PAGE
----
Academic journal article
By Gans-Boriskin, Rachel; Tisinger, Russ
Journal of American Culture (Malden, MA) , Vol. 28, No. 1
The West Wing is widely considered to be the product of its liberal writer Aaron Sorkin and of a left-leaning Hollywood community. Liberals, disappointed by the results of the 2000 election, could find some solace by tuning in following the trials, tribulations, and triumphs of the fictional Bartlet administration every Wednesday night at nine o'clock. These same people might have looked forward to an alternative to President Bush's prosecution of the war on terrorism in the wake of September 11. However, Sorkin's President Bartlet, in the months after the terrorist attacks, pursued a foreign policy more hawkish than even that of the Bush administration. This article examines The West Wing's portrayal of terrorism after September 11 and Josiah Bartlet's zealous - and arguably overzealous - prosecution of a fictional "War on Terror."
To some, studying a fictional television's depiction of terrorism may seem frivolous in a time when real people are fighting and dying in a real war on terrorism. However, it is our argument that messages in fiction matter; they matter in real and political ways. The depictions of terrorism and other public issues in fictional media affect how people think about the world. That these messages frequently go unexamined is troublesome. This article takes seriously the power of fiction to shape and form ideas and arguments about the world. In a time when people are afraid and living with the uncertainty that terrorism creates, it behooves scholars to look at all of the messages the public receives on the topic, from President Bush to President Bartlet.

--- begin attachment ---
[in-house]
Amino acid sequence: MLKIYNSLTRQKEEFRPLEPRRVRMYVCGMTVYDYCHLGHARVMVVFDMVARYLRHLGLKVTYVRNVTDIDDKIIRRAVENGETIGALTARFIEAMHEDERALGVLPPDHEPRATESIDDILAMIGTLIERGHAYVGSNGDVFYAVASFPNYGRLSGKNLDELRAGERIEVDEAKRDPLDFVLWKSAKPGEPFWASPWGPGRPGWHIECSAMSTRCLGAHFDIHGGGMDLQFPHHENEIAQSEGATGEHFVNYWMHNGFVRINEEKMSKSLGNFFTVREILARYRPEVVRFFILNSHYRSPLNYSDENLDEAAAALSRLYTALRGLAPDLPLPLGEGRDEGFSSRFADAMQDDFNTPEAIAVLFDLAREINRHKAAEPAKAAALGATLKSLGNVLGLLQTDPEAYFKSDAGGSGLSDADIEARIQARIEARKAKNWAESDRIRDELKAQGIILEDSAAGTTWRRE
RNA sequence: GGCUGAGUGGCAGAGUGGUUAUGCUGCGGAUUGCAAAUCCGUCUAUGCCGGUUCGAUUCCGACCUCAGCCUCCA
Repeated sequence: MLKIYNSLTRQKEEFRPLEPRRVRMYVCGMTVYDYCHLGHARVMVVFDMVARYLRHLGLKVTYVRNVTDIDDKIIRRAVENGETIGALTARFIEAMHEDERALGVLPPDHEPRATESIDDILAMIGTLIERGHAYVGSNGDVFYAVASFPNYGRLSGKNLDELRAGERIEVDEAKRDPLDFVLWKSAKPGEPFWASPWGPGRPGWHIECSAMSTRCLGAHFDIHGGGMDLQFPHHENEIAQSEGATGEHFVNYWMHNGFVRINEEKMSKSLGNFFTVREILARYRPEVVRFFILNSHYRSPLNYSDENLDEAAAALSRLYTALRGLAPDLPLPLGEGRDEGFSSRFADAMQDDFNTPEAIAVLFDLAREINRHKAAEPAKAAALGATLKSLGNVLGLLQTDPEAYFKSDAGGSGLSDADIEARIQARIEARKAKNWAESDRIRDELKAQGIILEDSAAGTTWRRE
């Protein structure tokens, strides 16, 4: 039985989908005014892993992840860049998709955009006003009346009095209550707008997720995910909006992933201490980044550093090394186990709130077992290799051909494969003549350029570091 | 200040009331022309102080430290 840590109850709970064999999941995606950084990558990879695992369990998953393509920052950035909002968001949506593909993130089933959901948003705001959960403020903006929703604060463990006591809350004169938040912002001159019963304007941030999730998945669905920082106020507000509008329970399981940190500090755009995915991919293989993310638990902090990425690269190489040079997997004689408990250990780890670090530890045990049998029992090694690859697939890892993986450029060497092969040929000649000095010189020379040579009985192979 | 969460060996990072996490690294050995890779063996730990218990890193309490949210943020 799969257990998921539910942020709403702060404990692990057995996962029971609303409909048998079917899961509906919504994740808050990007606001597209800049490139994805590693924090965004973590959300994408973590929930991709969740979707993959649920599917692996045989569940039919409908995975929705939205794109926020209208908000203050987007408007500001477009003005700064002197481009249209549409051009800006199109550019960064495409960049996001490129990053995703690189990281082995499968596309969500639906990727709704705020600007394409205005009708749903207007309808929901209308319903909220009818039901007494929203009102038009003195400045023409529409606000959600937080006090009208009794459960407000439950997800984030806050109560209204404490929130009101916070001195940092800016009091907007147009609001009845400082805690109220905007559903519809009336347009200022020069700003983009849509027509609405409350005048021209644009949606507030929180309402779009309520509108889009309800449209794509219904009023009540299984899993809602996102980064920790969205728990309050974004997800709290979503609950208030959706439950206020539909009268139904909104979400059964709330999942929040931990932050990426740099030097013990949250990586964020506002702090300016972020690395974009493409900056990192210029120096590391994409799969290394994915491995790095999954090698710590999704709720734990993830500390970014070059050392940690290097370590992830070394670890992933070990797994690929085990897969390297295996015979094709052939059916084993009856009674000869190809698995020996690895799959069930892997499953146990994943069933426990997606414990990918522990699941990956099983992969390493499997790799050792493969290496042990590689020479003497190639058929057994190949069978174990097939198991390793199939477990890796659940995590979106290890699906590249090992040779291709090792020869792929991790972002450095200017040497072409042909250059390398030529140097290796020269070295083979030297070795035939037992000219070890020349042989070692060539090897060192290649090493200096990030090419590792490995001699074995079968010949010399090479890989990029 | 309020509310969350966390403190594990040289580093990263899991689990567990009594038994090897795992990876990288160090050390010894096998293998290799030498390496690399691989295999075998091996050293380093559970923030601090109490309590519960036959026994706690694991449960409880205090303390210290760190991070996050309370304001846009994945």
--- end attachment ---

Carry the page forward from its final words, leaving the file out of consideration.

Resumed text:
History suggests that compelling narratives can carry remarkable social and political force. The idea that stories hold persuasive power is at least as old as the parables of Jesus. Over the last century, both totalitarian and democratic governments have shown a healthy respect for narratives and their potential to bring about social change. The former Soviet Union censored the politically themed fiction of Nobel laureates Boris Pasternak and Alexander Solzhenitsyn. Members of the US Congress blacklisted "anti-American" screenwriters, directors, and actors in Hollywood in 1947 (Rosenfeld). Today, the US Department of Defense routinely advises film companies and television networks on the portrayal of the military in their storylines. After the terrorist attacks of September 11, 2001, the Pentagon chose to release proposed rules for military tribunals of terrorist defendants to writers of the CBS television drama JAG before making the same information available to the news media (Seelye).
As the lines between news and entertainment continue to blur, political scientists have begun to acknowledge that a wide variety of television programming, including entertainment and fiction, can inform the public's ideas about politics. Michael Belli Carpini and Bruce Williams argue that any meaningful discussion of media and politics should move beyond the outdated and unsatisfying distinction between traditional conceptions of news and entertainment (2001a).
When determining whether a piece of information or a certain medium is "politically relevant," Delli Carpini and Williams argue for a test based on how individuals use the information rather than the information's genre, content, or source. Over the last fifty years -the "Golden Age of Broadcast News" -the test of whether a piece of information was considered "political" depended on its genre (news, not entertainment), its content (fact, not fiction), or its source (journalists, not film actors). Today, political scientists have begun to recognize that individuals sometimes draw upon entertainment programs and fictional narratives in forming political beliefs (Delli Carpini and Williams, 2001a). While the entertainment media do not rival traditional news media in politically relevant information, they argue that its importance should not be underestimated. …